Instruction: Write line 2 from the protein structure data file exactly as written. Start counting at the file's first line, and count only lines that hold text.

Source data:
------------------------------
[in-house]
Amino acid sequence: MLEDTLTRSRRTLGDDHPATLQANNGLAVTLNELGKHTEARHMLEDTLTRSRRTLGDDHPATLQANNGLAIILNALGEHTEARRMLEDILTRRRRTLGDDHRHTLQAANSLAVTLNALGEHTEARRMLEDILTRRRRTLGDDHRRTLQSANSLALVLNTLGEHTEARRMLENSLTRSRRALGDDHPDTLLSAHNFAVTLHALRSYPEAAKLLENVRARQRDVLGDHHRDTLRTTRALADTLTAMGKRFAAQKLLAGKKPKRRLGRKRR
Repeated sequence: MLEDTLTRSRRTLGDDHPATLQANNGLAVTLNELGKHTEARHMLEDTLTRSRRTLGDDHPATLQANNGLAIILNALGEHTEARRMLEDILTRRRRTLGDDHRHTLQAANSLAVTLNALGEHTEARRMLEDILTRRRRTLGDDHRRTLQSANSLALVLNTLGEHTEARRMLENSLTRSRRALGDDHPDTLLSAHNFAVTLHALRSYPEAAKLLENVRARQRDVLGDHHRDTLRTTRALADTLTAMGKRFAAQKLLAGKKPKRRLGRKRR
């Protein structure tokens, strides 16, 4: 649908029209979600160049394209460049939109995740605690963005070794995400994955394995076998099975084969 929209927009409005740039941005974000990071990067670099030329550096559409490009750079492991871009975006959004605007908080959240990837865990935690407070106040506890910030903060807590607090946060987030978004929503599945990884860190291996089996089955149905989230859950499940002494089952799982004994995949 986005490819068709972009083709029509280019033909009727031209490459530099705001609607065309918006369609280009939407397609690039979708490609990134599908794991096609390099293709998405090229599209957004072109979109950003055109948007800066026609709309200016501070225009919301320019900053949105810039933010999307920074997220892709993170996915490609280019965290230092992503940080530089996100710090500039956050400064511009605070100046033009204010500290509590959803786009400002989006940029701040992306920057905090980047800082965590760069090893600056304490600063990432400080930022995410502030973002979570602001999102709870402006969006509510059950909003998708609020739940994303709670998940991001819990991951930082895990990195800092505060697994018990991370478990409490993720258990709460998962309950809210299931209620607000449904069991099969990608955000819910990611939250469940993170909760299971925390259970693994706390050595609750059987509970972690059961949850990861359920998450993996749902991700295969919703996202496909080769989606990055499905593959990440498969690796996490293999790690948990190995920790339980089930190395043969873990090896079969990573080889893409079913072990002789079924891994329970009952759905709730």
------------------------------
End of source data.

Amino acid sequence: MLEDTLTRSRRTLGDDHPATLQANNGLAVTLNELGKHTEARHMLEDTLTRSRRTLGDDHPATLQANNGLAIILNALGEHTEARRMLEDILTRRRRTLGDDHRHTLQAANSLAVTLNALGEHTEARRMLEDILTRRRRTLGDDHRRTLQSANSLALVLNTLGEHTEARRMLENSLTRSRRALGDDHPDTLLSAHNFAVTLHALRSYPEAAKLLENVRARQRDVLGDHHRDTLRTTRALADTLTAMGKRFAAQKLLAGKKPKRRLGRKRR